LegalTech Talks Law Libraries

Update: all of the law library-specific programming has been dropped. It may still be valuable from a records management perspective, but it’s disappointing that the “digital knowledge center” programs won’t see the sun. The New York Legaltech conference is one of only a handful of places where you can get a lot of information both about trends and practices in legal technology and, often, information trends. This is usually tangential to law librarianship, because initiatives like knowledge management or records management may be outside the normal law library purview. If you’re going to Legaltech 2009, though, be sure to stay for Wednesday, when there are two law library-specific sessions.

First, let me qualify this by noting that I’m on the editorial advisory board for Law Technology News and also a participant in the panel that judges the LTN Law Firm Technology Awards (nominations accepted until November 7, 2008!).

So if you’re not put off by that “angle”, then here is the track blurb from the conference schedule – no speakers identified yet – for the Wednesday, February 4, 2009 sessions:

Digital Knowledge Centers and Law Librarians

Today’s law library of today does more than traditional research. By partnering with their firm’s marketing and business development, practice management and knowledge management teams they are capitalizing on internal and external information, work product and business and competitive intelligence. Work with your firm to support strategic goals, contribute to revenue generation and leverage existing resources.

DCL1: Integrating the Law Library and Practice Management

DCL2: Law Libraries Leading Knowledge Management

Other information-oriented sessions on information management:

Email and Retention Management

ILTA’s 2008 Technology Survey polled 537 law firms and nearly 245,000 end users. Managing e-mail ranked as the single biggest technology issue or annoyance facing respondents. Investigate strategies for managing growing volumes of unstructured information in the context of the discovery process. Our panel of experts will discuss how they met these challenges at their respective companies and why information management is the cornerstone of an efficient and defensible discovery process.

ERM1: Email Management: Damned if You Do, Damned if You Don’t? How Three Organizations Solved the Email Retention and Expiry Riddle

ERM2: Email Archiving: Formalizing the Fire Drill

and knowledge management (Monday, February 2d)

Knowledge Management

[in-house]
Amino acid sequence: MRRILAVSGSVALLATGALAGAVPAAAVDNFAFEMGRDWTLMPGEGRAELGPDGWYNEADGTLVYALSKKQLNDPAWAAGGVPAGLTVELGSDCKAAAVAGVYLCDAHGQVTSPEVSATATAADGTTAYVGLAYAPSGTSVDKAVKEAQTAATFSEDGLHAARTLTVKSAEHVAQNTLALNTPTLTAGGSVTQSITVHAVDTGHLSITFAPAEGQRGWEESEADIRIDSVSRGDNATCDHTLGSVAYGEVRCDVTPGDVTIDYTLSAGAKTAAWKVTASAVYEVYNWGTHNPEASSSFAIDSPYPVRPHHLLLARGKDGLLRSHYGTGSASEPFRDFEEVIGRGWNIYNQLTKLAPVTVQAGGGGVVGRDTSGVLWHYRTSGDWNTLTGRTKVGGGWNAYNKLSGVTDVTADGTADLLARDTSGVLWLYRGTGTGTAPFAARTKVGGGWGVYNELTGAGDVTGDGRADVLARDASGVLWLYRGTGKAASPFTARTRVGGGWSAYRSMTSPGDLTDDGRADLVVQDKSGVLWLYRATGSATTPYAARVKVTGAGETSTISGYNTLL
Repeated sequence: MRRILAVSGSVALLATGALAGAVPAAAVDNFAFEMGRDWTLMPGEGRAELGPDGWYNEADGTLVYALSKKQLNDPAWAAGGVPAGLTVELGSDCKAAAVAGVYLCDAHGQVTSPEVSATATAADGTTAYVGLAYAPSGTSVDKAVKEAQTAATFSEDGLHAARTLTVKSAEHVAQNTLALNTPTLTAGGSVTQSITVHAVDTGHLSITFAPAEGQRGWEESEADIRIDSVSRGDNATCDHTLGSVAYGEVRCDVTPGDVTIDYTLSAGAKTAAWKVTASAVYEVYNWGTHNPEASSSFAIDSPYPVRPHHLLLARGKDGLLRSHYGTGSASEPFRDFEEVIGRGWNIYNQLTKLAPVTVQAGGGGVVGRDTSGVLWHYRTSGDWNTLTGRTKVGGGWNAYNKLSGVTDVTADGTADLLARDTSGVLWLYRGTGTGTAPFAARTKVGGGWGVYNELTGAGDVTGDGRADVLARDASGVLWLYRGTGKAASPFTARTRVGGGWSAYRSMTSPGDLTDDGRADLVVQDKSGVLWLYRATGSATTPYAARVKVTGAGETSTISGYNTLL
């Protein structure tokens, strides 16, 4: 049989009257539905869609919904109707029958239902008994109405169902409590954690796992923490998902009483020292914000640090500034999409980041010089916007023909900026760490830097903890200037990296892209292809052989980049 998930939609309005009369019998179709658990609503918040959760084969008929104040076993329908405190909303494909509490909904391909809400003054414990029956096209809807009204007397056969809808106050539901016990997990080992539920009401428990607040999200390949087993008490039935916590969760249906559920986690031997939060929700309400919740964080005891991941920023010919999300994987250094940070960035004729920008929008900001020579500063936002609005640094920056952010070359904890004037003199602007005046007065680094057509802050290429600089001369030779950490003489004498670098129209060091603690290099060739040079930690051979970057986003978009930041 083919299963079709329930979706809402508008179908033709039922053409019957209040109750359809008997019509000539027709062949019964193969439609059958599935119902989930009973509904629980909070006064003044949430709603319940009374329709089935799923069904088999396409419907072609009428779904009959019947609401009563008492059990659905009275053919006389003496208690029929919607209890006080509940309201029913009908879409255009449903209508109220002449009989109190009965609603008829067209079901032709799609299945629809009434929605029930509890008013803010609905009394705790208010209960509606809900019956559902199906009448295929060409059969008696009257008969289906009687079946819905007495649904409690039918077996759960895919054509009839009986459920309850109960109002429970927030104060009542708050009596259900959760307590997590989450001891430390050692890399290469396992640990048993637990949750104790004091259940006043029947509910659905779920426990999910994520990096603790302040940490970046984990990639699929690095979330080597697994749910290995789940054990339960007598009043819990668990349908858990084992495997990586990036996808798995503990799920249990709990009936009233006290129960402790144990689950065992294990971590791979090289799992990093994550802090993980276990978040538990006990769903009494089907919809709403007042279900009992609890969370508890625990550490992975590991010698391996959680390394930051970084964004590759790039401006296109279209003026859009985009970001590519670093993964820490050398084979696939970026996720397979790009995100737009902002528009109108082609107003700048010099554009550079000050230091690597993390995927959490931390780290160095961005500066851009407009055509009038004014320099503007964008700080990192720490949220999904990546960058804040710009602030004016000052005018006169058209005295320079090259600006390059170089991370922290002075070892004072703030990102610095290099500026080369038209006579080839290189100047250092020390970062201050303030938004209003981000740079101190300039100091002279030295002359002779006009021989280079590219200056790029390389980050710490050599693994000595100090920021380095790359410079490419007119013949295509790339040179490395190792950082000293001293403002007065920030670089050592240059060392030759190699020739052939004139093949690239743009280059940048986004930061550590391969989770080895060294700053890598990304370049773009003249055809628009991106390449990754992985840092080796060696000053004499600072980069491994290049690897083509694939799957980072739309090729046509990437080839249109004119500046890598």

Knowledge Management (KM) has evolved from a set of theories to practical approaches which deliver benefits and real value for clients. Today, KM is moving to the next step by connecting traditional solutions with complementary information domains. Firm clients are starting to recognize — and demand – expanded capabilities. Hear case studies of successful KM implementations.

KM1: How Integration Drives KM

KM2: KM from a Practicing Attorney Perspective

KM3: KM from a Client Services Perspective

There is also a section on Web 2.0 and its implementation in the law practice.  I can’t say it would be my first choice for sessions to visit because (a) Web 2.0 is a much discussed concept in law libraries (right?) and (b) because Legaltech skews towards large firm and Web 2.0 implementations in large firms may not reflect the bread-and-butter scale that that interests me.

Adopting Web 2.0 Technology to Gain a Strategic Advantage for Your Practice

“Web 2.0” is a phrase used often these days – even in legal circles.What do new innovations in Web technology mean for today’s practice and how can lawyers take advantage of them? Learn what adoption of Web 2.0 technology can mean for your practice, navigate through one of Web 2.0’s most compelling applications – online networking – and how to select the right mix of new Web technologies.

WEB 2.0 1: Five Things Every Practice Should Know About Web 2.0 Technology

WEB 2.0 2: Best Practices for Online Networking Exhibit

WEB 2.0 3: Adopting Web 2.0 Capabilities into Your Web Presence

David Whelan

I improve information access and lead information teams. My books on finding information and managing it and practicing law using cloud computing reflect my interest in information management, technology, law practice, and legal research. I've been a library director in Canada and the US, as well as directing the American Bar Association's Legal Technology Resource Center. I speak and write frequently on information, technology, law library, and law practice issues.